This is a book of economic history. But is also a book of economic theory. The economic history is rich and interesting, aimed at explaining the historical emergence of global financial capitalism. While the history Panitch and Gindin offer is rich and interesting, the theory is still richer and even more intriguing.

Their history is primarily aimed, (1) at explaining the emergence of the "informal American empire" (what makes this empire "informal" is the hegemony is accomplished primarily through economic strategy, policy, and diplomacy; and less through military might and political coercion) and (2) demonstrating the historical shifting relationship (from decade to decade since the World War I) between workers, business, finance, and the state.
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5 of 5 people found the following review helpful By Raamin on October 26, 2013
Format: Kindle Edition Verified Purchase
Probably one of the most important books written on the political economy of American empire. Pretty impressive list of references and a wide coverage of various aspects of making of Global capitalism since the end of second world war.
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4 of 4 people found the following review helpful By Gerald Parker on January 19, 2014
Format: Paperback
Leo Panitch and Sam Gindin have collaborated on a book, "The Making of Global Economy: the Political Economy of American Empire" (i.e. of U.S. neo-colonialism) that combines the virtues of deep analysis and clear language (and clear thinking, too). They do not deal in persiflage that sounds impressive but which ill serves a wide readership; Panitch and Gindin avoid unnecessary resort to jargon. It is refreshing to have a Canadian perspective upon the phenomena which they examine, all the more so since the authors are genuinely progressive, even socialist, in their analysis, without being hide-bound or doctrinaire.

That said, while the public for which they intend their book is wide, it still is for one that has the resolve to take on dense argument and uncompromising depth. The work is not a "quick read" by any stretch of the imagination. The rather small print and profusion of back-references, the latter too replete with much that is substantive and important to the case which the book makes to ignore, can tire the reader, making the volume arduous to handle navigating back and forth within it.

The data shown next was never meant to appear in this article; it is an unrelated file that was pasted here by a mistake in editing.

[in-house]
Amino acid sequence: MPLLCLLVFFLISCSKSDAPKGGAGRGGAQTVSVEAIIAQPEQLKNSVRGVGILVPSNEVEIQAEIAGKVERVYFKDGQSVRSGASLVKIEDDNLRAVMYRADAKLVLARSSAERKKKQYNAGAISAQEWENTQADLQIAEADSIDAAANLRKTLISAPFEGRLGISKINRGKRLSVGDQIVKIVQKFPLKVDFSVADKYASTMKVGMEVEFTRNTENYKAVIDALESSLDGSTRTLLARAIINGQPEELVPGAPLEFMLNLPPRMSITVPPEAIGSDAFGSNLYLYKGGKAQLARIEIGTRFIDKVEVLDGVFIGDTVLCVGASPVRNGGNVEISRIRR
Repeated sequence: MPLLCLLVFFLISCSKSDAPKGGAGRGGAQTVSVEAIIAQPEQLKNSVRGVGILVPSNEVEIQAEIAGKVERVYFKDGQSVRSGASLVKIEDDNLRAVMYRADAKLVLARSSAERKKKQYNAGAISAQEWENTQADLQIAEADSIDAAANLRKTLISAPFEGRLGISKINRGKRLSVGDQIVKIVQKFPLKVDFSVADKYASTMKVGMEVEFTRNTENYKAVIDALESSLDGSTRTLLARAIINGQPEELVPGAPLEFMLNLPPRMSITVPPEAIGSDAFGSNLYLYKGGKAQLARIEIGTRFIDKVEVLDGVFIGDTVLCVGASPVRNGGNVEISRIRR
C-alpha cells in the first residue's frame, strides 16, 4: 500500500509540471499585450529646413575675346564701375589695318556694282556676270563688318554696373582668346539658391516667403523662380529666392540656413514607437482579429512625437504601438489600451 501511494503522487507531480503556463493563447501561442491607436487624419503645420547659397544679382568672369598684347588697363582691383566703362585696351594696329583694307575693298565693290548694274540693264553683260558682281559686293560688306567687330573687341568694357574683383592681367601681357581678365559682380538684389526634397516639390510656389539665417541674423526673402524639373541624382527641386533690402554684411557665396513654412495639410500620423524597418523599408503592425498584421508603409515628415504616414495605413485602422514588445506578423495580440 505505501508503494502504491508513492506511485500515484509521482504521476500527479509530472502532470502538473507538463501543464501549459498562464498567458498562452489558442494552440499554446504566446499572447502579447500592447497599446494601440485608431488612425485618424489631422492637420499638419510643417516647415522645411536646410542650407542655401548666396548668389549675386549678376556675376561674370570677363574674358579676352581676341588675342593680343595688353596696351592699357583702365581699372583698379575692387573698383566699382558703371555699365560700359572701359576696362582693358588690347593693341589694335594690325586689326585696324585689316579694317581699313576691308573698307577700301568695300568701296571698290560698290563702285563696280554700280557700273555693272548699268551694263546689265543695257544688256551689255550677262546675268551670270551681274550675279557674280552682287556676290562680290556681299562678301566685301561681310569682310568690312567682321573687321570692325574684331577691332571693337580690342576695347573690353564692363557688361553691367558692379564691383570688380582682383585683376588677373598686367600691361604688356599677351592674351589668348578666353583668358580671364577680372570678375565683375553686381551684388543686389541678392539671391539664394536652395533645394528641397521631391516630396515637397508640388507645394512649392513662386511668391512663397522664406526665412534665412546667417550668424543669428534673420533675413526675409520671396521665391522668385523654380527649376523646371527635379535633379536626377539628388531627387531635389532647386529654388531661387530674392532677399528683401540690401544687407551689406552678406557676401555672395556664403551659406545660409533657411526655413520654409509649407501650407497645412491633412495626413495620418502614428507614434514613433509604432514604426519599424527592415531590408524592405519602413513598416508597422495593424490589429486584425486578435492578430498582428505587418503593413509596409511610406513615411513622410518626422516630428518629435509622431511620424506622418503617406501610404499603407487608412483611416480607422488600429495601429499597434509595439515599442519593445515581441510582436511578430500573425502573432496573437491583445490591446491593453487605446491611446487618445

The hardback edition is well and fully bound, ruggedly and durably, with reasonably spaced margins to left and right of pages, but the binding is a tighter than ideal, requiring some effort on the reader's part to hold the pages flat enough for viewing the pages while going forward and back nimbly (and continually) between the main text and the notes. The reader will need two bookmarks while using the book; this reader added two slender coloured ribbons for the purpose to the binding spine of his own copy; that, of course, is not an option for this or most books' paperback editions.
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10 of 18 people found the following review helpful By GlobalChangeSupercenter5 on January 27, 2013
Format: Hardcover Verified Purchase
One of the curiousities of the death of our beloved Left has been the ascription, and often self-identification, of "Marxism" to middle-aged scholars who might have read a Kapital or three in their youth, but now are virtually Marx-free in their waking hours.

Panitch and Gindin have written an exhaustive (keep the coffee mug nearby) journalism of our times, scrupulously researched and fair to the majordomos and cap di tutti capi of our corporate state supersystem, which is not the greatest of compliments - do we really need to be so kind to Timmie Geithner, to Larry Summers, to the whole host of scoundrels and mountebanks that have shepherded the global financial fraud? If you want that kind of sober information, which documents the stranglehold the American capitalist governance structure has upon the world, this is a fine place, but it is laughable to suggest that there is any "promise" or "solution" that will come out of these ashes. Aside from a "class relations" or two, this radical writing will not tax the nominal academo-liberal trained to spit derision when within eye-blink of Grundrisse or "use-value."